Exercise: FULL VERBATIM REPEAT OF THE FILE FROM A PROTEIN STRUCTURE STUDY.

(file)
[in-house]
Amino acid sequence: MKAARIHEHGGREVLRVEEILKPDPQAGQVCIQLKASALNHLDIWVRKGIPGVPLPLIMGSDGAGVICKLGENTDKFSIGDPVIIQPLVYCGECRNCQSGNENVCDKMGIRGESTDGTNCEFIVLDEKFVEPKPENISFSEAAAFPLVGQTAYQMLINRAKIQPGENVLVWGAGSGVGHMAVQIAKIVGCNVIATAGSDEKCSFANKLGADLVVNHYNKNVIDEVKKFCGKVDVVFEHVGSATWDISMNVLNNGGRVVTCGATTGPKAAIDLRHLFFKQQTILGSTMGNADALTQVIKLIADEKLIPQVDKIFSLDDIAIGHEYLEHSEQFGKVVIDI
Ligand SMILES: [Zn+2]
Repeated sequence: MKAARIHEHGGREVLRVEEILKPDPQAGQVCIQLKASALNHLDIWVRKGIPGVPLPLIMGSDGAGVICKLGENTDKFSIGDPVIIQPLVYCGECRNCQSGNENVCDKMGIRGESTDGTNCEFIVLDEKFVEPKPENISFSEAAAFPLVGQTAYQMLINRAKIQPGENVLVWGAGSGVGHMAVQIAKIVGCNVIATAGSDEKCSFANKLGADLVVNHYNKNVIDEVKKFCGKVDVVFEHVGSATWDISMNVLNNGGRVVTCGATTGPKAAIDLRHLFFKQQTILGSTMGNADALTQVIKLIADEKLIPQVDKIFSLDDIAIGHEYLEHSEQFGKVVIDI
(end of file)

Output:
[in-house]
Amino acid sequence: MKAARIHEHGGREVLRVEEILKPDPQAGQVCIQLKASALNHLDIWVRKGIPGVPLPLIMGSDGAGVICKLGENTDKFSIGDPVIIQPLVYCGECRNCQSGNENVCDKMGIRGESTDGTNCEFIVLDEKFVEPKPENISFSEAAAFPLVGQTAYQMLINRAKIQPGENVLVWGAGSGVGHMAVQIAKIVGCNVIATAGSDEKCSFANKLGADLVVNHYNKNVIDEVKKFCGKVDVVFEHVGSATWDISMNVLNNGGRVVTCGATTGPKAAIDLRHLFFKQQTILGSTMGNADALTQVIKLIADEKLIPQVDKIFSLDDIAIGHEYLEHSEQFGKVVIDI
Ligand SMILES: [Zn+2]
Repeated sequence: MKAARIHEHGGREVLRVEEILKPDPQAGQVCIQLKASALNHLDIWVRKGIPGVPLPLIMGSDGAGVICKLGENTDKFSIGDPVIIQPLVYCGECRNCQSGNENVCDKMGIRGESTDGTNCEFIVLDEKFVEPKPENISFSEAAAFPLVGQTAYQMLINRAKIQPGENVLVWGAGSGVGHMAVQIAKIVGCNVIATAGSDEKCSFANKLGADLVVNHYNKNVIDEVKKFCGKVDVVFEHVGSATWDISMNVLNNGGRVVTCGATTGPKAAIDLRHLFFKQQTILGSTMGNADALTQVIKLIADEKLIPQVDKIFSLDDIAIGHEYLEHSEQFGKVVIDI